When the deep water Horizon well first began spurring thousands of gallons of oil into the Gulf, sympathy from around the nation poured into Louisiana. The country and the world watched in horror as the Bayou State once again wrestled with the elements of nature and the manmade disaster that followed. “First Katrina, now the oil. How many hits can the state take?” was a common expression of concern. But as more states become directly affected by the polluted waters, and the Louisiana political and business leadership continues to call for more drilling, national sympathies are beginning to wane. Is Louisiana pushing the envelope, and trying to have it both ways?
Here are the names of candidates qualifying on Wednesday for
Louisiana Democratic Congressman Charlie Melancon and Louisiana Republican U.S. Senator, David Vitter have qualified for the U.S. Senate position currently held by Sen. Vitter. Also, qualifying in that race is Anthony Gentile, a Libertarian and Cary Deaton, a Democrat. Deaton's entry might come as a surprise to many political pundits.
One day after BP tar balls were found in interior waters and a small part of Lake Pontchartrain was shut down, Governor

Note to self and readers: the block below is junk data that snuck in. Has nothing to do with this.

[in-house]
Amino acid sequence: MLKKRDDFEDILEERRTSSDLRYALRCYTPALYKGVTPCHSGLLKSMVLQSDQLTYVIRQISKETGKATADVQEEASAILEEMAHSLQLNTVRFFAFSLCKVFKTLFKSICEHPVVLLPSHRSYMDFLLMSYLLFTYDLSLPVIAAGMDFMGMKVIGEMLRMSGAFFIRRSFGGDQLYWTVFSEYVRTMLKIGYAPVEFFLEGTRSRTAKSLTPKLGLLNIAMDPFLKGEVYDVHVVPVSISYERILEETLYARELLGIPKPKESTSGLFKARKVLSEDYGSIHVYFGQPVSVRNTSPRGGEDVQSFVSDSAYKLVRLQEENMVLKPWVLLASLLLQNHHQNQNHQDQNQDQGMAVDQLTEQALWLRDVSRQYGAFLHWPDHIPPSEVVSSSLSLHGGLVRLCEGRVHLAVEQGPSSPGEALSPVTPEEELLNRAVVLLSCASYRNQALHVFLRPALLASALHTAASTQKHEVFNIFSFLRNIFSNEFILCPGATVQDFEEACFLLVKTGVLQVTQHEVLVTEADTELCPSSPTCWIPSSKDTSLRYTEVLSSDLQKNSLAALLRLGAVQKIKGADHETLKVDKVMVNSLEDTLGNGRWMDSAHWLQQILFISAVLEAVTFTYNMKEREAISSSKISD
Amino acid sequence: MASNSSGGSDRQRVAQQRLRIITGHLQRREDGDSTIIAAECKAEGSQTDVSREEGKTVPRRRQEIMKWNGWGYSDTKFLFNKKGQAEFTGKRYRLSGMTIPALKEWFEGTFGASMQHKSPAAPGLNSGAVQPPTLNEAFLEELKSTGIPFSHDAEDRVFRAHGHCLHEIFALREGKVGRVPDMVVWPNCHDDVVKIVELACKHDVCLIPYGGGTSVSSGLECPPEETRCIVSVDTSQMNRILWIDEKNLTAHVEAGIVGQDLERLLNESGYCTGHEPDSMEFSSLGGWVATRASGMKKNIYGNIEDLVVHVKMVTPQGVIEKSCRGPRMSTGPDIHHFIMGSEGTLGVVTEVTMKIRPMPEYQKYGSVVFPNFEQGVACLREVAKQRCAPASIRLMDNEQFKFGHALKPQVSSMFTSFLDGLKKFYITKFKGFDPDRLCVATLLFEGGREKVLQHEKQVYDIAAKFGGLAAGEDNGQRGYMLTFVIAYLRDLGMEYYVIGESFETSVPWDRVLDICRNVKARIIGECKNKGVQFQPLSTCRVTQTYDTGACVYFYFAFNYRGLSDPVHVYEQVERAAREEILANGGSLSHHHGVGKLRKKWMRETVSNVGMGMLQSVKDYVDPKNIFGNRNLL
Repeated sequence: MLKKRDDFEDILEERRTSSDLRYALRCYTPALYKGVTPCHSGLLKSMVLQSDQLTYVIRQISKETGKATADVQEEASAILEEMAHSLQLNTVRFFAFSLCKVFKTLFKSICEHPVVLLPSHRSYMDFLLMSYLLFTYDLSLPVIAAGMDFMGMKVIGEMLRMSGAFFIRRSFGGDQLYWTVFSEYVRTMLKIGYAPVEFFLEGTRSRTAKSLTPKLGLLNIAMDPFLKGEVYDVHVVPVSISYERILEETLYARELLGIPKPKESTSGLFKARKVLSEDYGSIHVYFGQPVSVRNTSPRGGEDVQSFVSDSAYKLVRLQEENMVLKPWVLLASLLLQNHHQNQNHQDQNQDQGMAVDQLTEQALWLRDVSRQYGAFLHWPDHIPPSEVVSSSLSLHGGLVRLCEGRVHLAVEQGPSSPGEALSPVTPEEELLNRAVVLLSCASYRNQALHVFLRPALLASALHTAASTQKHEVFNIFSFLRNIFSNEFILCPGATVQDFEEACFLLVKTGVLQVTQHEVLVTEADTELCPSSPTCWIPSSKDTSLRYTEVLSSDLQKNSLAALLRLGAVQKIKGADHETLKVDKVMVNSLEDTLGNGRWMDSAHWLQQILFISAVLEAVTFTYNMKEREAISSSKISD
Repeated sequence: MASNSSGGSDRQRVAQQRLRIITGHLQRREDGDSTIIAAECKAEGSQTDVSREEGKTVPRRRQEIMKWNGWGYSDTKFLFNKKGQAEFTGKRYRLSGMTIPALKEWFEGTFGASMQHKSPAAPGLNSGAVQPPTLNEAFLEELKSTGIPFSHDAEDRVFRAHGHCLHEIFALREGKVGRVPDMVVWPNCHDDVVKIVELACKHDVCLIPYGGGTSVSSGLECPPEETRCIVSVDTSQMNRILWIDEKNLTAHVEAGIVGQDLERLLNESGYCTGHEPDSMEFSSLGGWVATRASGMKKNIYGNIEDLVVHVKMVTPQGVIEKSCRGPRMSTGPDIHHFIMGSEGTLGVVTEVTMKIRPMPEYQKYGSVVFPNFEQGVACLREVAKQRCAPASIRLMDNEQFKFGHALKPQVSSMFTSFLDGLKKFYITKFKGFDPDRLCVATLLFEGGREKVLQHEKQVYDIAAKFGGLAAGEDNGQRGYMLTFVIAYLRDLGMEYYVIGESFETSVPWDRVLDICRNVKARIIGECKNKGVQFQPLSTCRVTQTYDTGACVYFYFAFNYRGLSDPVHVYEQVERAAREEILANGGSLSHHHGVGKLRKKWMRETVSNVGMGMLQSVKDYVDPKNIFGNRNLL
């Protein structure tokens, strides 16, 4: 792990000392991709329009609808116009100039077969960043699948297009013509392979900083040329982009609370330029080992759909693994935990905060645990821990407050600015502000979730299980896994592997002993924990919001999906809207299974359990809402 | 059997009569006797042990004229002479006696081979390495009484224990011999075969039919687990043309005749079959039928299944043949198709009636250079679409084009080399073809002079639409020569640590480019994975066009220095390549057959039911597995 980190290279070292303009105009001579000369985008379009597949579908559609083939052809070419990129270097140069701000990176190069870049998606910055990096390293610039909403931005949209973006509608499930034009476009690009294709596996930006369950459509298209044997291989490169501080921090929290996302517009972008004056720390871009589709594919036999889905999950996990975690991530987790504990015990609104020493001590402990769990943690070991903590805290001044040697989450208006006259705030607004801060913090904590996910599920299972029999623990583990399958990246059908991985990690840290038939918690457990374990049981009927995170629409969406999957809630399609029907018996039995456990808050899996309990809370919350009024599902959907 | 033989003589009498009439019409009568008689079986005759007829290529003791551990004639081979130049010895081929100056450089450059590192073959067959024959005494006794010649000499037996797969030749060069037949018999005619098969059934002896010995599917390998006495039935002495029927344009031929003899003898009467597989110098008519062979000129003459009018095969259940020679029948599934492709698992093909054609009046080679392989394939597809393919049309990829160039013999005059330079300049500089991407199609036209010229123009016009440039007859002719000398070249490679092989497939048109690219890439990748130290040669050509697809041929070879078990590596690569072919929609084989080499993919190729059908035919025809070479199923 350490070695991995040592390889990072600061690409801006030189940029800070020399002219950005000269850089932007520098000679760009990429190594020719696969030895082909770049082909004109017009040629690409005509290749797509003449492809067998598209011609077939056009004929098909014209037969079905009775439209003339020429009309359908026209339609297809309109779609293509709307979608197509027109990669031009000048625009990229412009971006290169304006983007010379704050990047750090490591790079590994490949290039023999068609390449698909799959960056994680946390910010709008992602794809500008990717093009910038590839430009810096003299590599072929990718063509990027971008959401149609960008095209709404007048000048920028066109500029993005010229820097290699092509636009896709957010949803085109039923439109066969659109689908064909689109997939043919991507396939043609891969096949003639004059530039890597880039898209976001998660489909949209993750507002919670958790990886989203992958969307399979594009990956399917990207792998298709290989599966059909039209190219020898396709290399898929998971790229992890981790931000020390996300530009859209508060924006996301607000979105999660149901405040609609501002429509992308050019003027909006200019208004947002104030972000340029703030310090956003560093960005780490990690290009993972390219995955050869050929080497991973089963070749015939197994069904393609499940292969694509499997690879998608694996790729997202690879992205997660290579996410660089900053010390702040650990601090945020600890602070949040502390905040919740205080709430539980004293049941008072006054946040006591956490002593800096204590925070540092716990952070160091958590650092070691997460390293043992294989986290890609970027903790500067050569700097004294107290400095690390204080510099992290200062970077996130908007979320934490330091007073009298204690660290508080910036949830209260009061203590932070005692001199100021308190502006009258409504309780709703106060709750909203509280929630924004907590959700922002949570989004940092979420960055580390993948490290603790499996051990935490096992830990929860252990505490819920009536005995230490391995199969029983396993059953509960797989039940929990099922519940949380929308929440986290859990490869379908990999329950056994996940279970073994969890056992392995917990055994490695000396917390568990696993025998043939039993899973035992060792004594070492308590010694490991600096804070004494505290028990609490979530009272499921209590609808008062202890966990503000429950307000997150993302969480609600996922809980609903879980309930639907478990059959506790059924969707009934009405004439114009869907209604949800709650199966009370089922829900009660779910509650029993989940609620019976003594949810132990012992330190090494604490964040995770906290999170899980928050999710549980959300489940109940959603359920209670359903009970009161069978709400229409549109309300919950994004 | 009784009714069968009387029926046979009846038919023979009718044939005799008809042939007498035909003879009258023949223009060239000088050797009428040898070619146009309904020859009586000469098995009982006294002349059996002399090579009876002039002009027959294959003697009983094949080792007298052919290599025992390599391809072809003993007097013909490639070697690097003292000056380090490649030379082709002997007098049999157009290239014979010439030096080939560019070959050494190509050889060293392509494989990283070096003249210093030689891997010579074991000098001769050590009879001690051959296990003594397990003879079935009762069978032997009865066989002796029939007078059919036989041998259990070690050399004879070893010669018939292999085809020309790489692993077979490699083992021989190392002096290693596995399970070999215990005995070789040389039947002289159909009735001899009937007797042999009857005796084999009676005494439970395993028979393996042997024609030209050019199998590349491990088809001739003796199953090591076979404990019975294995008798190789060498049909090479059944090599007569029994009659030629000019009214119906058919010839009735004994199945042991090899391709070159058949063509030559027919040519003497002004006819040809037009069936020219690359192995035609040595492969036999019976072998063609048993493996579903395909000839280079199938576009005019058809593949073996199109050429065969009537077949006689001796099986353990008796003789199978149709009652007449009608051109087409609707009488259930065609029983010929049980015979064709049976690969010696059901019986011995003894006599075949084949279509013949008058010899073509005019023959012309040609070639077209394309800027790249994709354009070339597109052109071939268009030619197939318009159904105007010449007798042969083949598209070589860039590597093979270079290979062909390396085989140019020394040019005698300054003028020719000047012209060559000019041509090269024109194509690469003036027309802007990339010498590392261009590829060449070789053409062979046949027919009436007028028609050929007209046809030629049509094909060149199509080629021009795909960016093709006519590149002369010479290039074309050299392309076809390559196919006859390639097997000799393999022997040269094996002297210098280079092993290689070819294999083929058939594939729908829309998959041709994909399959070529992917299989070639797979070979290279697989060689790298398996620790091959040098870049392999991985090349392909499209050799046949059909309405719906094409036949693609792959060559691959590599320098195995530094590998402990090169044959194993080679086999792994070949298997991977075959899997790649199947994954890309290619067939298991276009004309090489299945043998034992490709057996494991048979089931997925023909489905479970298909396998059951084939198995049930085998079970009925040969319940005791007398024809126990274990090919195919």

Bobby Jindal blasted the federal government in what could be considered his most stinging criticism of the governmental action since the onset of the oil spill. In particular, Jindal cited a plan that was rejected which the state and local government claim would have provided some protection to vulnerable coasts.
Is BP allowing its employees and contractors to be more accessible to the media? For weeks one of the biggest complaints within the media and others was the lack of media availability to those who on on the ground or in the waters helping with the Oil Spill efforts in the Gulf of Mexico. In fact, officials from the Coast Guard have told media in Louisiana that the BP contractors had signed a confidentiality agreement preventing the contractors from talking with the media.
It is said "oil and water do not mix".
The man that Governor Bobby Jindal recently appointed as the incoming Commissioner of Administration, Paul Rainwater, announced today that Mark Brady will serve as Deputy Commissioner of Administration, following the retirement of Barbara Goodson, who is retiring after 36 years of state service. Goodson’s retirement is effective July 25.